In the past, I would never have thought of being so vulnerable and asking for support because I wanted to protect my image.

But now I realised I was treasured by God. So I had nothing to lose by being vulnerable.

In the past, I did not see them constantly reaching out to me. 

My leaders understood my primary need: to be cared for. They listened to me and brought me out for a meal a few times.

It was only then that I realised they cared for me. In the past, I did not see how they were constantly reaching out to me. 

One leader, Andrew, also became my mentor. He would contribute much to helping me move from self-pity and self-condemnation to trusting in God. 

Benson (far left) with his youth cell group. He had been attending church since he was five, but never felt he knew God — until 12 years later.

As I opened up and humbled myself, I began making friends.

Instead of viewing them as competition, I shared my knowledge with them.

I became truly part of the community. I no longer felt like I was the outcast.

God also brought into my life people who helped provide loans and gifts to fund my education.

I took up a programme in Diploma in Management Studies, and I felt Him telling me: Just do your best. 

Benson (third from left) with mates from Singapore Institute of Management’s Christian Fellowship.

I went in without much expectations, but found myself enjoying the modules.

Eventually, my grades were more than enough for me to apply to a university where I graduated with a Bachelor of Science (Honours) in Business Management. 

I am also now attached. I never thought this would be possible.

From the school fees, to the grades, to the people I met, it was all God’s grace. All these helped solidify my belief that God will provide.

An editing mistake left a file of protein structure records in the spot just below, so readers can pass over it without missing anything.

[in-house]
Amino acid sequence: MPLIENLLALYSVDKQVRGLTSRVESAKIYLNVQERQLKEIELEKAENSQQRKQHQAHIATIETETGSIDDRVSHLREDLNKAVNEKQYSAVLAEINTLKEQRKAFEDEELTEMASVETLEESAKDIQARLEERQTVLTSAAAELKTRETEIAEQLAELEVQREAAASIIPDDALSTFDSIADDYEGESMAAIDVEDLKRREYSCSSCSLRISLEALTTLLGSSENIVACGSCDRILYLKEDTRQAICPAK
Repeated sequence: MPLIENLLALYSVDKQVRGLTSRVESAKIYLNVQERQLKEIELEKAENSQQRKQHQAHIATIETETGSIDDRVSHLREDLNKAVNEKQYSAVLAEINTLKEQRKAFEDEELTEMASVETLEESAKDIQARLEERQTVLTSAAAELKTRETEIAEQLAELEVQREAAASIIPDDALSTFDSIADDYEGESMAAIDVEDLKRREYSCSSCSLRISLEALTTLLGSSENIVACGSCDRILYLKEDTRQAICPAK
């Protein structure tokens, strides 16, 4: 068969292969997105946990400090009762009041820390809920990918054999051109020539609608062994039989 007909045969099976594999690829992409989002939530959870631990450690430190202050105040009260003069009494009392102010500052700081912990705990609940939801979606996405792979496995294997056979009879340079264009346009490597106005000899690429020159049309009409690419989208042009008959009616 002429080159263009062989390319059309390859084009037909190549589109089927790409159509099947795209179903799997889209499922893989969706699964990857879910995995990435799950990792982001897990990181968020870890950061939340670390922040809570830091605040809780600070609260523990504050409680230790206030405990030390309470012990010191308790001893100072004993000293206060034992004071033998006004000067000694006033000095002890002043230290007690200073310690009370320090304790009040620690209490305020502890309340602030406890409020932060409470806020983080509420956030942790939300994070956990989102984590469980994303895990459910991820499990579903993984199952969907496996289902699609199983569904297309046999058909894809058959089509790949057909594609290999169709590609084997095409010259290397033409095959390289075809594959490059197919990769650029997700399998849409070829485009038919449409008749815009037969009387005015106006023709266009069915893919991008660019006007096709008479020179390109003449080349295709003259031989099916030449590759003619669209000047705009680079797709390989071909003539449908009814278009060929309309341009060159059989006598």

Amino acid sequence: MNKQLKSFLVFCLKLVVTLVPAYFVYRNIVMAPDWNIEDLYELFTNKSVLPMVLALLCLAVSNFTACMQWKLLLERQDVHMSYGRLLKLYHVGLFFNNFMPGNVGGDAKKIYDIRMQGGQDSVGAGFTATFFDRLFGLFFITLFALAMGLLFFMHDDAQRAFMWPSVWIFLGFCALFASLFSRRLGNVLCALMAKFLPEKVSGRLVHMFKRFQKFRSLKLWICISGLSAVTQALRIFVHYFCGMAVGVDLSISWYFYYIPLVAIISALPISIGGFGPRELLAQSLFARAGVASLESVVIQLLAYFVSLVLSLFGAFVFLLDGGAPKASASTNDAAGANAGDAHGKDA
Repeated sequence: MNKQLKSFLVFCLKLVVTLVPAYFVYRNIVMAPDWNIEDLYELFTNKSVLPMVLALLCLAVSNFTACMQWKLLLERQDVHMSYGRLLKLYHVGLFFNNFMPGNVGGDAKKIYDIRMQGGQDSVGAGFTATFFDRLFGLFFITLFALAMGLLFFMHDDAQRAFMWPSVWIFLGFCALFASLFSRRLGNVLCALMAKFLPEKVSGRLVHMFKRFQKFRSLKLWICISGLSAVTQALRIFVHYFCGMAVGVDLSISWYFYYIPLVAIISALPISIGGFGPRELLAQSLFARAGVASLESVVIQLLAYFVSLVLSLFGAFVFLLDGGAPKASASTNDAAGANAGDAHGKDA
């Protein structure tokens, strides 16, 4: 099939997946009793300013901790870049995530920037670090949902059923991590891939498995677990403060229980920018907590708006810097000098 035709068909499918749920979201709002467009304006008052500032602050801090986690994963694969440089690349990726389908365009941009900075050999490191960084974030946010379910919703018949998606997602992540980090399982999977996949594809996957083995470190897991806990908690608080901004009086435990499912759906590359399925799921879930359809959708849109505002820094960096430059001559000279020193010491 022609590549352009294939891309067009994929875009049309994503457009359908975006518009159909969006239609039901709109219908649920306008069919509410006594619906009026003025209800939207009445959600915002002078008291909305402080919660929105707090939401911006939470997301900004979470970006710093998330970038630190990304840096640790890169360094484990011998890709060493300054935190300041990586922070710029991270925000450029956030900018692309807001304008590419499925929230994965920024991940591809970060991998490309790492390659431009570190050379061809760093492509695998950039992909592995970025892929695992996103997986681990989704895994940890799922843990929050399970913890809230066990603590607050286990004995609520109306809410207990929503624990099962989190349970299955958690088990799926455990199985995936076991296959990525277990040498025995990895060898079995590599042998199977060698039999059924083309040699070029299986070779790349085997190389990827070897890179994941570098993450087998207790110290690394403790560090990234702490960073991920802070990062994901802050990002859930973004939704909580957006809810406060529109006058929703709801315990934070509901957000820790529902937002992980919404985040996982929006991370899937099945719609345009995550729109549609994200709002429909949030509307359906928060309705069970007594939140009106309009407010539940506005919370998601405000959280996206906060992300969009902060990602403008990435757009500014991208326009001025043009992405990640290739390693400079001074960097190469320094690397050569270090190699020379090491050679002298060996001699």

Wonderfully made

These days, it doesn’t matter what others think of me. People can say that I’m a loser or I’m not good enough, but I know I am loved enough by God.

On days when I don’t feel this, I remind myself of what God said to me personally when I wanted to end my life.

What Benson thought impossible has become possible. He now has a girlfriend (pictured) and his relationship with his father is improving. Benson works in staffing and recruiting.

And as I read the Bible, I realise how much God tells us that He loves us.

He says the same thing in many different ways – that we are wonderfully and fearfully made (Psalm 139:14), and that He loved us so much that He sent His Son to die for us (John 3:16).

God also brought me to the story of Joseph a few months after the day I almost killed myself.

Joseph was ostracised and abandoned by his brothers because he wasn’t tactful with his words – just like how I had ticked people off. Yet God used Joseph to accomplish great things in the later part of his life.

That gives me hope and makes me look forward to what God has in store for me.

If God could use a person like Joseph, he can use a person like me. And if God can do it for me, He can do it for you too.

If you’re going through some trials today, know that God is truly a good, good Father in all seasons of your life.

Even if your situation seems hopeless, He can turn your life around.

Story as told to Wong Siqi.

This article was first published on Stories of Hope and is republished with permission.

  1. What areas of your life do you feel you have to prove your worth?
  2. Are there any toxic behaviours you’re engaging in that are hurting yourself or your relationships with others?
  3. What has God revealed to you about yourself, Himself and your identity in Him?